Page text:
Jupiter Fund Management on Friday said assets under management were £48.8 billion in the half, up from £60.5 billion at the end of December.
The FTSE 250 company said gross inflows in the six months to June 30 totaled £6.9bn, while net outflows were £3.6bn.
Its underlying profit before tax, excluding net performance fees, slipped to £53.9m from £79.8m year-on-year, while total underlying profit before tax fell to £29. £78.2m from £78.2m.
Pre-tax statutory profit fell to £18.8m from £57m.
Jupiter said underlying earnings per share before performance fees was 7.8p, from 11.7p in the first half of 2021, while total underlying earnings per share slipped to 4.2p from 11, 5p.
Statutory earnings per share dipped to 2.6p from 8.7p, while the board left the interim dividend unchanged at 7.9p per share.
“The first half of 2022 was particularly challenging for industry and Jupiter, as the continued impact of the coronavirus pandemic, the war in Ukraine and rising inflation created turbulent markets and significantly affected investor sentiment. “said general manager Andrew Formica. .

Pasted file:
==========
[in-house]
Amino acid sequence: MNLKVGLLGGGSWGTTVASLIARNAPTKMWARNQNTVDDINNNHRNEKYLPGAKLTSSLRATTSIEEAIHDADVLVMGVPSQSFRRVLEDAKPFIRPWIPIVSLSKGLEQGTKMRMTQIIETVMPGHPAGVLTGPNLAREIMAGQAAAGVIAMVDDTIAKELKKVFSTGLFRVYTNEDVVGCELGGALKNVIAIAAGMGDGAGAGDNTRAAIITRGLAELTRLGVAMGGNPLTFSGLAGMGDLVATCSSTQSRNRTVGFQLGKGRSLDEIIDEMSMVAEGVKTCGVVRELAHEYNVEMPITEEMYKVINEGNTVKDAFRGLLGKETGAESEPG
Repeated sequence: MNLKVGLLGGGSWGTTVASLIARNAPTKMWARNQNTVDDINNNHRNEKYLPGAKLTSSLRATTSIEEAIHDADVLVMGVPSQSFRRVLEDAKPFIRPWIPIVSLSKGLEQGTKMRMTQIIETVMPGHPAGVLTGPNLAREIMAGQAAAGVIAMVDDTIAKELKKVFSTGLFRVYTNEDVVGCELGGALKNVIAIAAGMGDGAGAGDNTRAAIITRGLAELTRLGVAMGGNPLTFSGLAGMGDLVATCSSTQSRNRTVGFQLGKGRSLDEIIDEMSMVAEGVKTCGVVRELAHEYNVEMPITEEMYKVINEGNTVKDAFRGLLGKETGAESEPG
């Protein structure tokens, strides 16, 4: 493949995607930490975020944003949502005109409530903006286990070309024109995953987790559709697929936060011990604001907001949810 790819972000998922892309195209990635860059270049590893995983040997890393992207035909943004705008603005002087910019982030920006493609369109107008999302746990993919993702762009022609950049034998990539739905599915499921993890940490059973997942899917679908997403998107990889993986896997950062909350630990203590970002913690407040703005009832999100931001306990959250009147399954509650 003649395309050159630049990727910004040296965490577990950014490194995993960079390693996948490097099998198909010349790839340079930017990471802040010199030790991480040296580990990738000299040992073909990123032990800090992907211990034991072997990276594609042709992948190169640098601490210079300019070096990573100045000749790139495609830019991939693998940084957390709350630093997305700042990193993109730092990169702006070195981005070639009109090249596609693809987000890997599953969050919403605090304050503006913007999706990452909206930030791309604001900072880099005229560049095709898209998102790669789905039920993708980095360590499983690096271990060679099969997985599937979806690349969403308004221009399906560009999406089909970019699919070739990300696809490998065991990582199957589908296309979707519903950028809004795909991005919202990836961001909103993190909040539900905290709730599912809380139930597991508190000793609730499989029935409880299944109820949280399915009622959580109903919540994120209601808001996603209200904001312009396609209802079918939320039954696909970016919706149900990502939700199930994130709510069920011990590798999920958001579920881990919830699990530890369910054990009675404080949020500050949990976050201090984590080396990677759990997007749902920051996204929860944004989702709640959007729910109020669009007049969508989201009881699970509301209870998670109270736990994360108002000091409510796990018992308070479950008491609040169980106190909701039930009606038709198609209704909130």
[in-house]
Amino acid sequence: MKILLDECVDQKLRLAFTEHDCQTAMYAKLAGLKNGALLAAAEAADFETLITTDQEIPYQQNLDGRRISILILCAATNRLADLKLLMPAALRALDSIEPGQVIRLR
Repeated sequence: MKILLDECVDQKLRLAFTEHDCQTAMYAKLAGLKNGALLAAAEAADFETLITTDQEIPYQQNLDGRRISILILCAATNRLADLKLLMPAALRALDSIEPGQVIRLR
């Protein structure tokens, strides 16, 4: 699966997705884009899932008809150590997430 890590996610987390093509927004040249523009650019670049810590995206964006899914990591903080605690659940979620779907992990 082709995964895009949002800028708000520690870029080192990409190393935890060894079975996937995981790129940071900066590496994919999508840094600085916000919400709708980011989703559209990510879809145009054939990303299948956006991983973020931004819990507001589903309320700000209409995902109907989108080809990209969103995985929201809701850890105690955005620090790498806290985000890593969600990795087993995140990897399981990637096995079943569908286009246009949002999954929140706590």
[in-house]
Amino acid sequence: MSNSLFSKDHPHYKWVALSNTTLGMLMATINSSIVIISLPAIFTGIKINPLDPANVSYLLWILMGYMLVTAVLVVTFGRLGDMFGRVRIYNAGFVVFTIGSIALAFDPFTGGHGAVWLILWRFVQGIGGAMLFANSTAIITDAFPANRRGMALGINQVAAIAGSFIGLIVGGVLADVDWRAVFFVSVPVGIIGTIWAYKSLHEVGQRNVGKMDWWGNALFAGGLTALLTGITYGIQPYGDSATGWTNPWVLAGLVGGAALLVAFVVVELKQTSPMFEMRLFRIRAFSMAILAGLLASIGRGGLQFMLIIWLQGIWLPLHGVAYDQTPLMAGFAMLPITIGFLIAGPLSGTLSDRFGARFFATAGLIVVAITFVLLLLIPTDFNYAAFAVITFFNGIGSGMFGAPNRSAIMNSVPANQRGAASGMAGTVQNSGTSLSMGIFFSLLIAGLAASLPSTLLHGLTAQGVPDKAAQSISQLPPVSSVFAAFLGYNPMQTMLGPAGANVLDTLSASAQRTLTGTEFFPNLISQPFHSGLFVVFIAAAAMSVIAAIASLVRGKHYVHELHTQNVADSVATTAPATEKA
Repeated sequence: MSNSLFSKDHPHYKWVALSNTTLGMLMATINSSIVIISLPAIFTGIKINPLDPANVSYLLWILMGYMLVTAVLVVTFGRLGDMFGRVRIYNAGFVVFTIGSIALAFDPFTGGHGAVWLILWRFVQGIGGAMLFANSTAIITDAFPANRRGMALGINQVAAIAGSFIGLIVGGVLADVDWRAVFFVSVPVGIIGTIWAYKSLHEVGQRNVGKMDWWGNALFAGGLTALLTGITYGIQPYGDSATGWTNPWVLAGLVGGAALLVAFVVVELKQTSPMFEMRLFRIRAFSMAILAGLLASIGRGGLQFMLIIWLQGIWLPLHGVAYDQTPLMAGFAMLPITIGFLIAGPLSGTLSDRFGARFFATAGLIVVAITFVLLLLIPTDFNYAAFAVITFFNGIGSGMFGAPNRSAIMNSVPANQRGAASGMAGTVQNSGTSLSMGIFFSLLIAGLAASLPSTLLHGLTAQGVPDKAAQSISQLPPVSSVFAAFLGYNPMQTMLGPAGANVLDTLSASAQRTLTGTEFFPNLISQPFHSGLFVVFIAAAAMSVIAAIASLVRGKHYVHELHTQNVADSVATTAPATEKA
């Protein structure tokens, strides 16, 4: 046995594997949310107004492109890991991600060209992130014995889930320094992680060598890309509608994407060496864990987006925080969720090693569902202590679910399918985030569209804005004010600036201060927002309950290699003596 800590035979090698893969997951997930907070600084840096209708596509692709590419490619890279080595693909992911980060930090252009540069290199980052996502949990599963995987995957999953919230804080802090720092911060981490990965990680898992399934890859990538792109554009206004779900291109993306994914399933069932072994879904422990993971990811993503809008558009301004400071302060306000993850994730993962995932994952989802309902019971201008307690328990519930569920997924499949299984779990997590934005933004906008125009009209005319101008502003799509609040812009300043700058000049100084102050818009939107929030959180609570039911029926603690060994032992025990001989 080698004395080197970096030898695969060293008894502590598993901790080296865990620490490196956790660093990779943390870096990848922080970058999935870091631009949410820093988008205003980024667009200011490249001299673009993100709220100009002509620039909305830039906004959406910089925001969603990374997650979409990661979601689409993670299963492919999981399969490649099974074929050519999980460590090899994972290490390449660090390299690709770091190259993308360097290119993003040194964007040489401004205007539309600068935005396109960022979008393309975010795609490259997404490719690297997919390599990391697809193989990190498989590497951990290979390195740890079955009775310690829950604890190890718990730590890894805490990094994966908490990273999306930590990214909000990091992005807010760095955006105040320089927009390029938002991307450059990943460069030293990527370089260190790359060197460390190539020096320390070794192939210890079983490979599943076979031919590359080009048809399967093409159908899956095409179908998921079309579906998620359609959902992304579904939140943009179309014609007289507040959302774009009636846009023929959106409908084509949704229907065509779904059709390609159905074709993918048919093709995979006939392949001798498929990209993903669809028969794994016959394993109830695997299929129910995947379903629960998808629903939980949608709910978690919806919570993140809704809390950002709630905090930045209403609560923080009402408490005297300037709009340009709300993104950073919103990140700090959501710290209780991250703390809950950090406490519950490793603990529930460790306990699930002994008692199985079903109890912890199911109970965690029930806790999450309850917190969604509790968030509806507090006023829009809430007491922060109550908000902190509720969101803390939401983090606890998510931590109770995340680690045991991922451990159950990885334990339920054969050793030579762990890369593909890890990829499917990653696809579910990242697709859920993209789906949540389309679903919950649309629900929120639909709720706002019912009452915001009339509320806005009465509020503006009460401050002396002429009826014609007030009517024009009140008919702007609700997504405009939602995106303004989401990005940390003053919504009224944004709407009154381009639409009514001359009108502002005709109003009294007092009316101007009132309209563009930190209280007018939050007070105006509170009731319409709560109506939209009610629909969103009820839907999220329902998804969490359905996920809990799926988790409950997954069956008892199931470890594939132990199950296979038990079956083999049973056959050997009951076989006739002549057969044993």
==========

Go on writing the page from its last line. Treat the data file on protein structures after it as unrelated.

“Our overall assets under management and net outflows position is disappointing, and the board’s main priority is to improve the group’s performance, with particular emphasis on improving the cash flow position. clients.
“Outflows were largely driven by redemptions in our unconstrained fixed income strategy as well as several of our growth-oriented funds, amid heightened risk aversion in the share of investors, both in equities and in fixed income securities.
Formica said it was “encouraged” to see gross flows of £6.9bn were “largely in line” with the same period last year, despite the difficult market conditions.
“There continue to be signs of positive momentum in areas that have been a strategic priority for the business – with both the institutional channel and our sustainable strategies showing positive net flows for the period.
“Despite the difficult context, Jupiter maintained its capital position.”
Andrew Formica said it was “cautious” for the company to maintain its focus on cost discipline, particularly as markets remained difficult, adding that he “moved quickly” to reduce discretionary spending in the possible.
“While the near-term outlook is expected to continue to be determined by geopolitical and macroeconomic events, I am confident, passing the baton to my successor Matt Beesley, that Jupiter remains financially and structurally well positioned to deliver growth and outperformance of long-term investments.”
As of 09:17 BST, shares of Jupiter Fund Management were down 7.35% at 119.05 pence.
Reporting by Josh White on Sharecast.com.